“We’ve done the work, we’ve served our customers and now we’re ready to start talking about it,” says Rob Schilperoort, vice president of product management for Xerox Cloud Services, the business unit of the $20 billion company that has been best known for its document management and IT outsourcing (ITO) business units. Xerox boasts an infrastructure-as-a-service (IaaS) offering that supports multiple operating systems, plus a more traditional hosted collaboration offering.
Schilperoort says Xerox already has more than 85 customers using Xerox Cloud Services.
Xerox’s traditional IaaS offering provides compute and storage capacity in a public, multi-tenant environment. The differentiating feature, according to Schilperoort, is the operating system models Xerox supports. In addition to Windows and Linux, it offers IBM AIX, Oracle Sun Solaris, HP-UX and IBM iSeries OS support. Through Xerox’s ITO business, it also helps businesses deploy and manage on or off-premise private clouds.
Xerox also plays in the cloud market via the software-as-a-service (SaaS) model that enables customers to offload app support from their own data centers yet still provide access via a variety of devices. The company hosts software, including custom-built business process apps from SAP and others for HR, vertical industries and more. Xerox also offers cloud-based disaster recovery and mobile device management services.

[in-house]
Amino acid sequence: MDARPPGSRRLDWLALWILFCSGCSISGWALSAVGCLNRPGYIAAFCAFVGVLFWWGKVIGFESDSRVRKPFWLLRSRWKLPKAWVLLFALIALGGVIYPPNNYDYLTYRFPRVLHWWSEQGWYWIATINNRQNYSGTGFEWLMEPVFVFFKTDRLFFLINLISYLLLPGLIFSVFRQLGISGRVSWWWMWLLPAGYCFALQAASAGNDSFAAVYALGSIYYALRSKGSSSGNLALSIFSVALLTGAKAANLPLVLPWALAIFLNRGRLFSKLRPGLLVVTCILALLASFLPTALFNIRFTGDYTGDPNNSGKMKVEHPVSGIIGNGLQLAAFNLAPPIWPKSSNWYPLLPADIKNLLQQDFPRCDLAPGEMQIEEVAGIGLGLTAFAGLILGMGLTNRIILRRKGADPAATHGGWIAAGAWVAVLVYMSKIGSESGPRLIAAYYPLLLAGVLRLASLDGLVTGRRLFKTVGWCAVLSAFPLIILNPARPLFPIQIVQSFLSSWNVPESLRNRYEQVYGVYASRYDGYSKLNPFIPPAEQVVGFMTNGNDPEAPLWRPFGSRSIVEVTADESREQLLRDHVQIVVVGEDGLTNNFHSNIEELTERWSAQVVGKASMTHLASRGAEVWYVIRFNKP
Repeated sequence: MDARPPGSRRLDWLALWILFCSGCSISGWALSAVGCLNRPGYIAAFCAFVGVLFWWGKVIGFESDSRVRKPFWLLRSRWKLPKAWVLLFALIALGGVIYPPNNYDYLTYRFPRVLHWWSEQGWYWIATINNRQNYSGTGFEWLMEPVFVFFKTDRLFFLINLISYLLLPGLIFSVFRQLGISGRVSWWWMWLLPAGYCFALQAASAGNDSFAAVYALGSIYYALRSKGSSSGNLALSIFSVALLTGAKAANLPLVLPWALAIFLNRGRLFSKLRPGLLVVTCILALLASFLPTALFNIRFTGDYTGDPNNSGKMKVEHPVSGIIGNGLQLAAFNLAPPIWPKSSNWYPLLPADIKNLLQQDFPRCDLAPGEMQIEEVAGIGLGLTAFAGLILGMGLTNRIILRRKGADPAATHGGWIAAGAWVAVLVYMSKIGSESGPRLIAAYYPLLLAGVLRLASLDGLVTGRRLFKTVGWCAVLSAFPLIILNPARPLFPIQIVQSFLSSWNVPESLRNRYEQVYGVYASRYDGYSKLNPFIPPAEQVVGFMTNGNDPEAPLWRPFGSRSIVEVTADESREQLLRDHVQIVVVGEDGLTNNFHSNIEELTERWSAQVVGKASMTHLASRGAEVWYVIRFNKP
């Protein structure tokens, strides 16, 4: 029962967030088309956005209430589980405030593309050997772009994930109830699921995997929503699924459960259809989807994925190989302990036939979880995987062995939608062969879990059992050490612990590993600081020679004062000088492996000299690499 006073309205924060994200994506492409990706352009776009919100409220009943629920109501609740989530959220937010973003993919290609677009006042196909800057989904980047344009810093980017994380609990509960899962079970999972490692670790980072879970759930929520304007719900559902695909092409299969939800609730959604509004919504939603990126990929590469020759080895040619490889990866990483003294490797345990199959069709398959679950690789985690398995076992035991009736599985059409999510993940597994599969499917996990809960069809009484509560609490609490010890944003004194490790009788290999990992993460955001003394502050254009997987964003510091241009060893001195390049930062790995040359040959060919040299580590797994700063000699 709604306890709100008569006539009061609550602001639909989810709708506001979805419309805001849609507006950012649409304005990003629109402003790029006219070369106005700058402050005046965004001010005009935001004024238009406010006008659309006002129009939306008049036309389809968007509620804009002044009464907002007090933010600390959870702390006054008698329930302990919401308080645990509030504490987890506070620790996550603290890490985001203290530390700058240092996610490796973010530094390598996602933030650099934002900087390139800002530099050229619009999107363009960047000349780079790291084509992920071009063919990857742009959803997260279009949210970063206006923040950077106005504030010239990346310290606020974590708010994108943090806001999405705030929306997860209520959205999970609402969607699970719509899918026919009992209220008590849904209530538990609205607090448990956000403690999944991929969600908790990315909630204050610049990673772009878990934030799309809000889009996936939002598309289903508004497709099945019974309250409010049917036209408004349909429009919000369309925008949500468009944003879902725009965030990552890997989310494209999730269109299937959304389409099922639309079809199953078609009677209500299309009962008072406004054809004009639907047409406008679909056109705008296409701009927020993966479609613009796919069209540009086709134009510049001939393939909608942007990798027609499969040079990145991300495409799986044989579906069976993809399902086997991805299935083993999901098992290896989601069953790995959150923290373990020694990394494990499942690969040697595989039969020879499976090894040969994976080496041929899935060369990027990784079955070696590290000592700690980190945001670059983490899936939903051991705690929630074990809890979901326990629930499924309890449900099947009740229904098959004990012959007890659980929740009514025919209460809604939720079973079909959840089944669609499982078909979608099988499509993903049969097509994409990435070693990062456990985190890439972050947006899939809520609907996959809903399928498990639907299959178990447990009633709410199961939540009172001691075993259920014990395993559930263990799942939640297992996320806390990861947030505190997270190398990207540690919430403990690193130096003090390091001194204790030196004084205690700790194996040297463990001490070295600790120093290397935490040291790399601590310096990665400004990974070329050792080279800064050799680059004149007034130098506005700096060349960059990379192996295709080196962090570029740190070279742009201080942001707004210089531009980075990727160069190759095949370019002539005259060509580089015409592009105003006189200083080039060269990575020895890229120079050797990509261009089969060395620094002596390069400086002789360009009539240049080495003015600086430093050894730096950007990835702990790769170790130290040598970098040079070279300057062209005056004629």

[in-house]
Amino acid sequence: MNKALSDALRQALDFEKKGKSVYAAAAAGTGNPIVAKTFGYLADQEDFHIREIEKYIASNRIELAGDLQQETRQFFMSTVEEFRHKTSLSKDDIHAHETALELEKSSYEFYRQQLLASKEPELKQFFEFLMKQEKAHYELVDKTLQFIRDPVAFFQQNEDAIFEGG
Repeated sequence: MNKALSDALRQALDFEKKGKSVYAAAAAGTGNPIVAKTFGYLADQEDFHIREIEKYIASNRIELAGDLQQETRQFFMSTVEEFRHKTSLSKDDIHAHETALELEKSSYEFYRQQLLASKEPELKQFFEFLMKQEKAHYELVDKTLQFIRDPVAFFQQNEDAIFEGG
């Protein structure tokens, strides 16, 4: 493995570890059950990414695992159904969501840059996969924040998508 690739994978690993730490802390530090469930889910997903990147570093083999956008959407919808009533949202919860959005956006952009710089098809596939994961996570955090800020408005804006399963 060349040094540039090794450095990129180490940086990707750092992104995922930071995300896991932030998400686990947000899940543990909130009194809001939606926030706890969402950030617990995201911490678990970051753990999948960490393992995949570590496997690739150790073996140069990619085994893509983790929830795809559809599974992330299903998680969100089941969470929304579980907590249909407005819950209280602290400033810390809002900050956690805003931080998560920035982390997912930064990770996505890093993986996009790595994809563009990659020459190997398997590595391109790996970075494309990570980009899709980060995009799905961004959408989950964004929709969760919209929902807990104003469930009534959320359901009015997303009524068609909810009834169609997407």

One reason Xerox’s cloud business up until now has been relatively stealthy is that the company works through a reseller and channel partner program to sell its “white labeled” cloud services. It’s a move aimed at appealing to smaller enterprise and SMB customers.
However, Xerox also does sell directly to large enterprises, which have made up the company’s traditional customer base.
(Pricing is based on a metered rate based on the amount of compute resources used and duration of the instance. For more detailed pricing, Xerox has created a pricing calculator.)
Dane Anderson, who covers IT outsourcing for Gartner, says Xerox is one of many IT service providers and OEMs looking to tap into the cloud marketplace. One way major move by Xerox to diversify beyond its traditional document management business and into the cloud and IT management was its $6.4 billion acquisition in 2010 of Affiliated Computer Services (ACS), an ITO firm.
“ACS has really been doing a lot for the IT services strategy, but as cloud has picked up, there’s a logical synchronization with that,” Anderson says. “[But] it can be hard when your traditional business model has been selling copiers.”
Xerox, Anderson says, has an opportunity to beat out other ITO providers — such as IBM, HP, Dell, Capgemini — in the SMB and smaller enterprise markets via its ACS business.
A challenge for Xerox and others is that the cloud can cannibalize more traditional IT outsourcing services. Anderson says Xerox can win in the market if it keeps a customer-focused vision and realizes that customers are not moving to the cloud all at once. If Xerox can get in on the game early in an enterprise cloud life cycle, it can grab long-term customers, Anderson says.